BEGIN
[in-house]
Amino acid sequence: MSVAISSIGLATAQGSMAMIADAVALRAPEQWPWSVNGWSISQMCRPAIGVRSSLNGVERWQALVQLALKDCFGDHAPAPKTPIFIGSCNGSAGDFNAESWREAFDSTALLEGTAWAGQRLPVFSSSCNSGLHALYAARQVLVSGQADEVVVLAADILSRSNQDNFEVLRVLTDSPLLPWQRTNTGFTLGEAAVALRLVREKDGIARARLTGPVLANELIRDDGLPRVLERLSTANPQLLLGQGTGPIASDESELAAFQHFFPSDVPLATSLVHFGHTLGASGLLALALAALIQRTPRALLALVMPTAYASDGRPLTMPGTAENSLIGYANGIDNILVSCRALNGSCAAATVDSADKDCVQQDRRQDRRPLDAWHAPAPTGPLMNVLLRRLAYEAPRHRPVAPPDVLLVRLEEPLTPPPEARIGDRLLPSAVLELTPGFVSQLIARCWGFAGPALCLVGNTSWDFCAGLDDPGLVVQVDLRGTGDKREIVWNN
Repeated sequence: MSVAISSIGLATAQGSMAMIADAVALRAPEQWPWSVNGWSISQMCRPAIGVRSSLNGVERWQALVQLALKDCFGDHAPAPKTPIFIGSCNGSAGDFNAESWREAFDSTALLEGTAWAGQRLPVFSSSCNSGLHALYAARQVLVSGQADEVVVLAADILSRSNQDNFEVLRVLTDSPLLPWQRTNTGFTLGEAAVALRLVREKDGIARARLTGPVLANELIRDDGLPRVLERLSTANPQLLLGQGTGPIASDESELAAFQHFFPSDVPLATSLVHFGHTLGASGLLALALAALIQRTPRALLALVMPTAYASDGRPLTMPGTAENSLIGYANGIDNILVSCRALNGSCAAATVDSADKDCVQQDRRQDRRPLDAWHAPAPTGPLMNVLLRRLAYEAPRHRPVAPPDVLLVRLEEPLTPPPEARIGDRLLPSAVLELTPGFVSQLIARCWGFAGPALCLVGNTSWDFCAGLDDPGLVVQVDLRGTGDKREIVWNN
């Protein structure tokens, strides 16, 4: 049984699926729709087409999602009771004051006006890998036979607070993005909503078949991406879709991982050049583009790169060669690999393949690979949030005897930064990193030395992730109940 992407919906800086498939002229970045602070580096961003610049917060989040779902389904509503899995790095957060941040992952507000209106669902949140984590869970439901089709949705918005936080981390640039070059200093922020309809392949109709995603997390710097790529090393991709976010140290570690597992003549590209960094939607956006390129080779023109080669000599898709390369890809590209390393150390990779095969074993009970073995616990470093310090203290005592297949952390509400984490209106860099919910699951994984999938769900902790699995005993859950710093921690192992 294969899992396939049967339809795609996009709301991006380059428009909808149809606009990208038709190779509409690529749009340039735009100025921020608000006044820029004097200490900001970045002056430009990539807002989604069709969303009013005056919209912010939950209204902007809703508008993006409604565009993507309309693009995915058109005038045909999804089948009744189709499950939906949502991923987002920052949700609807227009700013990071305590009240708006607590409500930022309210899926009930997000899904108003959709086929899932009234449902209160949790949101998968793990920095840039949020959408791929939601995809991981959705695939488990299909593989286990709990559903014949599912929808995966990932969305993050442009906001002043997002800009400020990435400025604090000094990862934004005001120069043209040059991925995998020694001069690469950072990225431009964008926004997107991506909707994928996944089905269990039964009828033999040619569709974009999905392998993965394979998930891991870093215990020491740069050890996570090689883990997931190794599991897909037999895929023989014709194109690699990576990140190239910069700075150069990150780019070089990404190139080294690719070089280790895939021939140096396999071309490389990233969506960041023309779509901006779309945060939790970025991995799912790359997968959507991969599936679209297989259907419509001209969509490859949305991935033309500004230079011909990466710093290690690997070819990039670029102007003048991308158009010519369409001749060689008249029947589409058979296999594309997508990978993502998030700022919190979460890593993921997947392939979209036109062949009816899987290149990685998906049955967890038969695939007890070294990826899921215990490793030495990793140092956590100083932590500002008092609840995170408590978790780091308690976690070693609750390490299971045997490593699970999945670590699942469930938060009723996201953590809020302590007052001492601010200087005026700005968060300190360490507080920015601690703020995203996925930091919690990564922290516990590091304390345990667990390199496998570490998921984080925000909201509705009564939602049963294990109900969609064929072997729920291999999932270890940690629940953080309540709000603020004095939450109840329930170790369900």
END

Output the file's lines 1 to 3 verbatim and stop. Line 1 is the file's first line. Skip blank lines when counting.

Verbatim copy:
[in-house]
Amino acid sequence: MSVAISSIGLATAQGSMAMIADAVALRAPEQWPWSVNGWSISQMCRPAIGVRSSLNGVERWQALVQLALKDCFGDHAPAPKTPIFIGSCNGSAGDFNAESWREAFDSTALLEGTAWAGQRLPVFSSSCNSGLHALYAARQVLVSGQADEVVVLAADILSRSNQDNFEVLRVLTDSPLLPWQRTNTGFTLGEAAVALRLVREKDGIARARLTGPVLANELIRDDGLPRVLERLSTANPQLLLGQGTGPIASDESELAAFQHFFPSDVPLATSLVHFGHTLGASGLLALALAALIQRTPRALLALVMPTAYASDGRPLTMPGTAENSLIGYANGIDNILVSCRALNGSCAAATVDSADKDCVQQDRRQDRRPLDAWHAPAPTGPLMNVLLRRLAYEAPRHRPVAPPDVLLVRLEEPLTPPPEARIGDRLLPSAVLELTPGFVSQLIARCWGFAGPALCLVGNTSWDFCAGLDDPGLVVQVDLRGTGDKREIVWNN
Repeated sequence: MSVAISSIGLATAQGSMAMIADAVALRAPEQWPWSVNGWSISQMCRPAIGVRSSLNGVERWQALVQLALKDCFGDHAPAPKTPIFIGSCNGSAGDFNAESWREAFDSTALLEGTAWAGQRLPVFSSSCNSGLHALYAARQVLVSGQADEVVVLAADILSRSNQDNFEVLRVLTDSPLLPWQRTNTGFTLGEAAVALRLVREKDGIARARLTGPVLANELIRDDGLPRVLERLSTANPQLLLGQGTGPIASDESELAAFQHFFPSDVPLATSLVHFGHTLGASGLLALALAALIQRTPRALLALVMPTAYASDGRPLTMPGTAENSLIGYANGIDNILVSCRALNGSCAAATVDSADKDCVQQDRRQDRRPLDAWHAPAPTGPLMNVLLRRLAYEAPRHRPVAPPDVLLVRLEEPLTPPPEARIGDRLLPSAVLELTPGFVSQLIARCWGFAGPALCLVGNTSWDFCAGLDDPGLVVQVDLRGTGDKREIVWNN